British Columbia Tax Successfully Cools Vancouver’s $$$$$ Housing Market

semi-inflated hot air balloon
Ballooning photo by Winam is licensed under CC BY-NC-ND 2.0
BC reports promising results from a tax designed to deflate overheated urban housing markets.

There’s a long list of cities world-wide looking for ways of reducing overheated housing markets. Vancouver, rated by some measures as the second most expensive city to live in worldwide, is one of those.

But cities are loathe to put the brakes on any kind of investment that arrives in town, whatever the source. It has to be good for business and the property tax base, right?

It took the province of British Columbia until last year to step up to the plate with a speculation and vacancy tax, aimed at skimming profits from speculators who own homes only as investments, as well as homes left vacant that do not contribute to the supply of housing.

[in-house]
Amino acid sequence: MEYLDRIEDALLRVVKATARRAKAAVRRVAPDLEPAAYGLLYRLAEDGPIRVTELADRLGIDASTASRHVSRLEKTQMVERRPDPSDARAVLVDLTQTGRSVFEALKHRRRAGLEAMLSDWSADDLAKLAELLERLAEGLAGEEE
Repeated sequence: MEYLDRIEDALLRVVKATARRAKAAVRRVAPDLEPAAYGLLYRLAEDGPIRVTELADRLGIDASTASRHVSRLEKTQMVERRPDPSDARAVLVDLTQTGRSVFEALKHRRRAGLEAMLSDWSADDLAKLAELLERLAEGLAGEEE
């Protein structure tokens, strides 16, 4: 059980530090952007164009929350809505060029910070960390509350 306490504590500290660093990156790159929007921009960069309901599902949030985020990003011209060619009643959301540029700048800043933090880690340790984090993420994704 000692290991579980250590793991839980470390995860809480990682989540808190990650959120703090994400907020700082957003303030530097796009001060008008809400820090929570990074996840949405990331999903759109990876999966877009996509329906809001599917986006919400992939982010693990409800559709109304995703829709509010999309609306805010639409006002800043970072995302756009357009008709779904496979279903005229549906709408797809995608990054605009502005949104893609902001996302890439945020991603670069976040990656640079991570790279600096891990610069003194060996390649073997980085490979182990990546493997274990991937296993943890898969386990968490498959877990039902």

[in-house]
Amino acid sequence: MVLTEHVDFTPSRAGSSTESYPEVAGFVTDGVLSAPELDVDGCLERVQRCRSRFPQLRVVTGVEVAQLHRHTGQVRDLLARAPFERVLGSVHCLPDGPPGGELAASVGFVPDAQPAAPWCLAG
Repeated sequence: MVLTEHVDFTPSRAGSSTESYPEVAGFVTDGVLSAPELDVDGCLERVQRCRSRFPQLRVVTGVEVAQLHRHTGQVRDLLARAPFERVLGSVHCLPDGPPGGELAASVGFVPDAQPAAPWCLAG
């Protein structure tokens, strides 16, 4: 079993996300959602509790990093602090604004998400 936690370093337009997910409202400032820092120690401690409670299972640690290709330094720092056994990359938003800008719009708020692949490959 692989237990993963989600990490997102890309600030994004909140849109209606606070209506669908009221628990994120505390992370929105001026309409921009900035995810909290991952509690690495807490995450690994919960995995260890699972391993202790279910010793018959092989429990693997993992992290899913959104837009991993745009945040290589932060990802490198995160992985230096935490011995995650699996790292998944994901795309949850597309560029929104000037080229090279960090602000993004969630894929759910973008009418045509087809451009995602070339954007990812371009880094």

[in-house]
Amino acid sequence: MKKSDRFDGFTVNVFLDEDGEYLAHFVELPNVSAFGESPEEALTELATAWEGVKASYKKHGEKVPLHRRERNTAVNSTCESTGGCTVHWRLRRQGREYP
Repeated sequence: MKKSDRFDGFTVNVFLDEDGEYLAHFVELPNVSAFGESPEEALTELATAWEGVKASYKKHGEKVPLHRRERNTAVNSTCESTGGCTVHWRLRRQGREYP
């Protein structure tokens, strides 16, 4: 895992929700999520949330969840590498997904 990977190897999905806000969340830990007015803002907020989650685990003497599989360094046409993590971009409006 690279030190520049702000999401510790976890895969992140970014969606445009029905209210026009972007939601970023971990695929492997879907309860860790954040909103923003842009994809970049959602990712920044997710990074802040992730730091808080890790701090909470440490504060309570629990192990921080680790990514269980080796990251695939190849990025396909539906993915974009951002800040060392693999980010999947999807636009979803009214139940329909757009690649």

The first year’s results have been tabulated and so far they are exceeding expectations. What’s more, B.C. citizens have by and large been little impacted by the tax.

There are three areas that the tax targets:

  • It charges speculators a percentage of earnings, which will in turn be invested entirely in new affordable housing.
  • It encourages speculators to rent out vacant housing, providing more housing opportunities for a community.
  • It aims to reduce the number of non-resident investors who are competing for available housing, softening the market for local households.

How did things go? Read more at Global News: B.C.’s Speculation Tax Brings In $115M, Mostly From Owners Outside Province


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